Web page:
The sometimes unforgiving gotcha-news environment is peppered with sensational and negative stories, and the anonymity of online and social media interactions opens the door to insensitivity and rudeness. The entertainment culture offers viewers a "reality" -heavy diet of rejection and vulgarity. And, of course, there's the ever-widening partisan gap on policy issues, fostering an us-against-them battle mentality among lawmakers.

So, how do members of a deliberative body--where conflict and tension are inherent--maintain decorum and civil discourse with all these forces working against them? For starters, legislatures might try to increase opportunities for lawmakers to build better relationships with one another.

"People need to get to know each other as colleagues, not just red or blue, Republican or Democrat," says LaRose.

Idaho Representative Melissa Wintrow (D), LaRose's cochair for the national network, agrees with him. "Civility is seeing people as people and not objects that get in our way," she says.

"Civility is about looking for the best in others instead of the worst, listening deeply to each other to better understand and empathize. Choosing civility requires humility and the willingness to be wrong. It requires time, patience and a commitment to build honest, respectful relationships."


There is plenty of proof that positive interactions improve the odds of achieving greater cooperation and less animosity across groups. After all, it's tough to demonize someone you know personally--and may even like.

Finding Common Ground

Since its founding in 2011 after the shooting of U.S. Representative Gabby Giffords, the National Institute for Civil Discourse, based at the University of Arizona, has led civility seminars in several state legislatures. Carolyn Lukensmeyer, the institute's executive director, begins her seminars by getting lawmakers to talk to one another.

Keeping the tone of statehouse debates civil is important, Lukensmeyer says , because it encourages lawmakers who disagree strongly about policy to find common ground. Her training sessions ask lawmakers to discuss a "value question" (What do you value most about our state?) to foster better understanding among rival factions.

Idaho Representative Maxine Bell (R) approached the institute 's seminar a couple of years ago with skepticism. Members of the Idaho House, she said , didn't need more training; they were already respectful of one another. "We are very cautious about how we address each other on the floor due to the strict rules of decorum," she says.


But Bell is glad she attended. The workshop gave her and others an "opportunity to see each other as people by giving us an in-depth look at the person we're debating against," she says.

Win trow attended as well and says "participating in the Idaho workshop gives us a common experience to reference when we see uncivil behavior and... increases the chances that we will buy into a common way of treating each other and working civilly through problems for the betterment of our state."

"Compromise" is not a dirty word, LaRose reminds us: " It's the way statesmen and -women solve problems in a democracy. When there is civility, there is space for people to get to know each other and work together, to compromise and govern effectively.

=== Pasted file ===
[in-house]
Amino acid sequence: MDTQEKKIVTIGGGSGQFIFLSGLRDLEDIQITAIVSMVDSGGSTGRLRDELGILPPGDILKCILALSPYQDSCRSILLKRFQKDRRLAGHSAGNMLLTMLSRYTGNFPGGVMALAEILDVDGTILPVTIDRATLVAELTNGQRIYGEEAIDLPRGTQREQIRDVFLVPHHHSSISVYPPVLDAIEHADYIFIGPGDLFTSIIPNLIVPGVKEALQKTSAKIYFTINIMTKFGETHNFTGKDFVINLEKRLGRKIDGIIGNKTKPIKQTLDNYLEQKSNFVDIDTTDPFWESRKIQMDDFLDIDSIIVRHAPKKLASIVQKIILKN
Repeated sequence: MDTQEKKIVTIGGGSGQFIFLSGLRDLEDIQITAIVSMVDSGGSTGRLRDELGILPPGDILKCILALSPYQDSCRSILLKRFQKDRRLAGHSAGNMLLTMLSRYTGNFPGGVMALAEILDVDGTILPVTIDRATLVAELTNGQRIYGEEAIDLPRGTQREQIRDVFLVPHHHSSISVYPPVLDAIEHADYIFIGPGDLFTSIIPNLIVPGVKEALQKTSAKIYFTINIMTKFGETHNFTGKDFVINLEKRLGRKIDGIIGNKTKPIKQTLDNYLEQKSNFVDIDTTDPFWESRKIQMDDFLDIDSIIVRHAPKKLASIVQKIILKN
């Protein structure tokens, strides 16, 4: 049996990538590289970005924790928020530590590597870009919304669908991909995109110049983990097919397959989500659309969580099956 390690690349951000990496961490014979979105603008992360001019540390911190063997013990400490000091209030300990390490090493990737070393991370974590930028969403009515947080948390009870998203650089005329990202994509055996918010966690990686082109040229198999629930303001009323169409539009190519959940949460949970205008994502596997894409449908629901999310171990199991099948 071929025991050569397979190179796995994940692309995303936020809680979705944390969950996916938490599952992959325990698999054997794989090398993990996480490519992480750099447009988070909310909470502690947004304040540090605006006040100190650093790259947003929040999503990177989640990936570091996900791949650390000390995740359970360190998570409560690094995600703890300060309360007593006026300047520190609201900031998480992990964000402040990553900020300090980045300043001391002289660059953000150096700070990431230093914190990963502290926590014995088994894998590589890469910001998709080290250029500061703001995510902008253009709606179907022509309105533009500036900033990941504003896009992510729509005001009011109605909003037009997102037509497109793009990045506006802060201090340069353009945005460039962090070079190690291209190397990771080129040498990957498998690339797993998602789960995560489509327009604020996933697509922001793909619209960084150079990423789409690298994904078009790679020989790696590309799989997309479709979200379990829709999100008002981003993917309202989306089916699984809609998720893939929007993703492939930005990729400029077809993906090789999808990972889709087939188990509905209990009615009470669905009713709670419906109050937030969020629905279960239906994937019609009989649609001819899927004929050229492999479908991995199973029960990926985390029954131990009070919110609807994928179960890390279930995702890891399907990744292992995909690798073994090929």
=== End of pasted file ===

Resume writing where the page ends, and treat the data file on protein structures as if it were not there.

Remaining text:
"You can be a strong conservative or strong liberal and still interact with each other in a civil way. It's not about political correctness or about being polite.

"This is about so much more than just being nice to each other."


Angela Andrews is NCSL's direct or of Legislative Staff Services.

Civility Must Be Taught

In his classic book "Choosing Civility: The Twenty-five Rules of Considerate Conduct." P.M. Foni director of The Civility Initiative at Johns Hopkins University, describes what he believes are the most important elements to building respectful connections with others and bringing civility back to legislative debates and deliberations. Here are 10 of his best tips.

Acknowledge Others. A greeting is a minimal yet meaningful confirmation of a person's value for just being a person.

Think the Best. Assume others are good, honest and sensitive before proven otherwise; doing so often encourages them to be just that.

Listen. Listening lets others know we value their message, their viewpoint.

Inclusive. Show respect and consideration to everyone, do not pick and choose.

Respect Other's Opinions. The most civil question of all time is simple, humble and smart: "What do you think?"

Apologize Earnestly. Apologies should be thoughtfully conceived, clearly stated and heartfelt.

Respect Other People's Time. Give others the amount of time they can expect from you.

Accept and Give Constructive Crttlcllm. Criticism helps us learn what we are unable or unwilling to learn by ourselves.

Refrain from Idle Complaints. We complain about the world because we are unhappy about ourselves.

Allert Yourself. To a large extent, this means teaming to say "no."

NCSL Civility Accord

The National Conference of State Legislatures passed an accord in 2011 giving legislators and legislative staff the opportunity to pledge their commitment to a set of civility principles designed to foster bipartisanship.

As a member of the National Conference of State Legislatures, we, as state legislators and legislative staff, in order to embrace civility and bipartisanship in our states and through them our nation, pledge our commitment to the following principles for civility:

* Respect the right of all Americans to hold different opinions;

* Avoid rhetoric intended to humiliate, delegitimatize or question the patriotism of those whose opinions are different from ours;

* Strive to understand differing perspectives;

* Choose words carefully;

* Speak truthfully without accusation, and avoid distortion;

* Speak out against violence, prejudice and incivility in all their forms, whenever and wherever they occur.

We further pledge to exhibit and encourage the kind of personal qualities that are emblematic of a civil society: gratitude, humility, openness, passion for service to others, propriety, kindness, caring, faith, sense of duty and a commitment to doing what is right.
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Title Annotation:LEGISLATURES
Author:Andrews, Angela
Publication:State Legislatures
Date:Jul 1, 2017